No vested right in appeal or certiorari

No one has a vested right to file an appeal or a petition for certiorari. These are statutory privileges which may be exercised only in the manner prescribed by law. Rules of procedure must be faithfully complied with and should not be discarded with by the mere expediency of claiming substantial merit.[1] In Lanzaderas v. Amethyst Security and General Services, Inc.,[2] the Supreme Court held that:
x x x x

xxx Although technical rules of procedure are not ends in themselves, they are necessary, however, for an effective and expeditious administration of justice. It is settled that a party who seeks to avail of certiorari must observe the rules thereon and non-observance of said rules may not be brushed aside as "mere technicality." While litigation is not a game of technicalities, and that the rules of procedure should not be enforced strictly at the cost of substantial justice, still it does not follow that the Rules of Court may be ignored at will and at random to the prejudice of the orderly presentation, assessment and just resolution of the issues. Procedural rules should not be belittled or dismissed simply because they may have resulted in prejudice to a party's substantial rights. Like all rules, they are required to be followed except only for compelling reasons.[3]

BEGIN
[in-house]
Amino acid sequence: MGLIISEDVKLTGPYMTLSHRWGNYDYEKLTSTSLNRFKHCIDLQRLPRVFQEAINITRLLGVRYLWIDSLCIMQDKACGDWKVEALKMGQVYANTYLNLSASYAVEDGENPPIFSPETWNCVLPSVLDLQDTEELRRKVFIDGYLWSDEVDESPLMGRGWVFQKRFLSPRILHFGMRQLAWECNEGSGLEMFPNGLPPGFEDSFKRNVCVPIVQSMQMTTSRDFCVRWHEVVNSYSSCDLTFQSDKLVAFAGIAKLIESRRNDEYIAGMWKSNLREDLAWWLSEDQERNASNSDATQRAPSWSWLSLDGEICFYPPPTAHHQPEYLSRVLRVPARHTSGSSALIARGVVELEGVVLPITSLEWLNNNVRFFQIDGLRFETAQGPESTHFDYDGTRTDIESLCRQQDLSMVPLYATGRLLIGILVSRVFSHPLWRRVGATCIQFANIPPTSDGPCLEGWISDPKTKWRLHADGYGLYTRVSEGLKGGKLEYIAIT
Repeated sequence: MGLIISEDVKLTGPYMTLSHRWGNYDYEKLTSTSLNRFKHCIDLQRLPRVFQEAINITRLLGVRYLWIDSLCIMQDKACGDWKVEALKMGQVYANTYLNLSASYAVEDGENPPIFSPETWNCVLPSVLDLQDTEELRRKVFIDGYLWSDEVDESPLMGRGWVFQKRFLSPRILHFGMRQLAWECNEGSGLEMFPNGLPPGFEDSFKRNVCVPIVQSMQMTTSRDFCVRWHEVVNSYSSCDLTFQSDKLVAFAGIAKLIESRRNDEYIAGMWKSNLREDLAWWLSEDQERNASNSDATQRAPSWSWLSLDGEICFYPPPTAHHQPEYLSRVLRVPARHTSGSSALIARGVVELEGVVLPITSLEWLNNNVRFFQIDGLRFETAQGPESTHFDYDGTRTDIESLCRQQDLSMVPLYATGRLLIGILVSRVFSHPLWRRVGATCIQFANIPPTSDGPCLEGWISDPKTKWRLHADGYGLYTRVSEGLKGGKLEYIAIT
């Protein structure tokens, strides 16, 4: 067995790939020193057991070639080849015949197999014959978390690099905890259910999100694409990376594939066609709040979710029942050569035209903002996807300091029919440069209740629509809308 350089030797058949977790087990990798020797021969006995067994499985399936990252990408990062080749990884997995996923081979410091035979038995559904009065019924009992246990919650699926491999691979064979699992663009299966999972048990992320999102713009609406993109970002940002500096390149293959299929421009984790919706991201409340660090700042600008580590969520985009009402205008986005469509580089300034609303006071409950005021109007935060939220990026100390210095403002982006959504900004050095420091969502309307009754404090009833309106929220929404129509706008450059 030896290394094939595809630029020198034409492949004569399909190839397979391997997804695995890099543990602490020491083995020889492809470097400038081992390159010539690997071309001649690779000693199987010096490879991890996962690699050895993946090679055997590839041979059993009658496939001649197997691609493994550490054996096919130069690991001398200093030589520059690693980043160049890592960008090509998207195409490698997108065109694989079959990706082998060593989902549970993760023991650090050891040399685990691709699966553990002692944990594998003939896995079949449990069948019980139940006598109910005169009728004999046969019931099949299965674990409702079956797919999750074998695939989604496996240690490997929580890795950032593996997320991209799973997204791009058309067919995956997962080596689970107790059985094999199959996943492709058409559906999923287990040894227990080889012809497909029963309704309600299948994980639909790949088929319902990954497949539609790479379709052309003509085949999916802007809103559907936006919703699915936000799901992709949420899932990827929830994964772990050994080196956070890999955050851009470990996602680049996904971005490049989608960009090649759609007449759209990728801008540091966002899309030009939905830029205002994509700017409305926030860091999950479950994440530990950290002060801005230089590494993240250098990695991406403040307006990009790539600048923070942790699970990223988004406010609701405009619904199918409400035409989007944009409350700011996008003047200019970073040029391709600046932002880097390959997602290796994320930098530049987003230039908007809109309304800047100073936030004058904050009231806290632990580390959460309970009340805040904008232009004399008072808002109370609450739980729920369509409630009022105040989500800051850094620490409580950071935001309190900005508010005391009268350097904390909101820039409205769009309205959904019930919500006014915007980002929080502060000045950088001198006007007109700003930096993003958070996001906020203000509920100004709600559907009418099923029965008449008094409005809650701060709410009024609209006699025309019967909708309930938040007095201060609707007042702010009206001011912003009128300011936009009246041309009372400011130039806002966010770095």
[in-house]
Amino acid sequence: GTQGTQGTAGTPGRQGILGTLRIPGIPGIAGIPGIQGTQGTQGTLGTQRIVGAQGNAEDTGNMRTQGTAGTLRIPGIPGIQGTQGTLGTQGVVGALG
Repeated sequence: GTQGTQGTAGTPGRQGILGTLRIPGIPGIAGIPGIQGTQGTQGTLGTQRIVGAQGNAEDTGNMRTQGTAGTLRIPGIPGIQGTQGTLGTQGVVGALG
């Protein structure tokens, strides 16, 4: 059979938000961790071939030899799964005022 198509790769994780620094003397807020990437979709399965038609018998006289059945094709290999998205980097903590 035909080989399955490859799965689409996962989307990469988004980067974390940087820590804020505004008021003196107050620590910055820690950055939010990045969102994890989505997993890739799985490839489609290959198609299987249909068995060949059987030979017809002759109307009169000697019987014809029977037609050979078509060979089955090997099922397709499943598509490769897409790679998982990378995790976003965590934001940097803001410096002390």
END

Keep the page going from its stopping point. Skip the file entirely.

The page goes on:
In a petition for review on certiorari with the Supreme Court, only questions of law may be raised. Questions of fact may not be inquired into. While there are exceptions to this rule, to wit:

(1) the findings are grounded entirely on speculations, surmises, or conjectures; (2) the inference made is manifestly mistaken, absurd, or impossible; (3) there is a grave abuse of discretion; (4) the judgment is based on misappreciation of facts; (5) the findings of fact are conflicting; (6) in making its findings, the same are contrary to the admissions of both appellant and appellee; (7) the findings are contrary to those of the trial court; (8) the findings are conclusions without citation of specific evidence on which they are based; (9) the facts set forth in the petition as well as in the petitioner's main and reply briefs are not disputed by the respondent; and (10) the findings of fact are premised on the supposed absence of evidence and contradicted by the evidence on record.[4]

[1] Laguna Metts v. Court of Appeals, supra note 14, at 534.

[2] 452 Phil. 621 (2003).

[3] Lanzaderas v. Amethyst Security and General Services, Inc., supra, at 631-632.

[4] Arriola v. Filipino Star Ngayon, Inc., G.R. No. 175689, August 13, 2014. 

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